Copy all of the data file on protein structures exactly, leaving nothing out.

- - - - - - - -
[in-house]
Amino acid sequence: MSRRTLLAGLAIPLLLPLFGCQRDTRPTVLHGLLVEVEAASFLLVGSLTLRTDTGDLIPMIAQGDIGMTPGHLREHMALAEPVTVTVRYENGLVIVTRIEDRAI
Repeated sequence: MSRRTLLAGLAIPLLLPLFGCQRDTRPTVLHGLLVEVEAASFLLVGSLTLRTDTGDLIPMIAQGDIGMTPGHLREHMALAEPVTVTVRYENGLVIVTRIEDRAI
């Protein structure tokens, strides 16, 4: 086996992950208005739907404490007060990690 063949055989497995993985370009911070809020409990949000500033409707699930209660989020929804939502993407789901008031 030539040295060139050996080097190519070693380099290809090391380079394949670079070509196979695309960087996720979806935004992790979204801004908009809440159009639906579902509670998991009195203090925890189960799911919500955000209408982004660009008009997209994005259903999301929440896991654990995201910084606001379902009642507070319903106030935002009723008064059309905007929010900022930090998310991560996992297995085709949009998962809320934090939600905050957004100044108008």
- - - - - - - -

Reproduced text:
[in-house]
Amino acid sequence: MSRRTLLAGLAIPLLLPLFGCQRDTRPTVLHGLLVEVEAASFLLVGSLTLRTDTGDLIPMIAQGDIGMTPGHLREHMALAEPVTVTVRYENGLVIVTRIEDRAI
Repeated sequence: MSRRTLLAGLAIPLLLPLFGCQRDTRPTVLHGLLVEVEAASFLLVGSLTLRTDTGDLIPMIAQGDIGMTPGHLREHMALAEPVTVTVRYENGLVIVTRIEDRAI
């Protein structure tokens, strides 16, 4: 086996992950208005739907404490007060990690 063949055989497995993985370009911070809020409990949000500033409707699930209660989020929804939502993407789901008031 030539040295060139050996080097190519070693380099290809090391380079394949670079070509196979695309960087996720979806935004992790979204801004908009809440159009639906579902509670998991009195203090925890189960799911919500955000209408982004660009008009997209994005259903999301929440896991654990995201910084606001379902009642507070319903106030935002009723008064059309905007929010900022930090998310991560996992297995085709949009998962809320934090939600905050957004100044108008």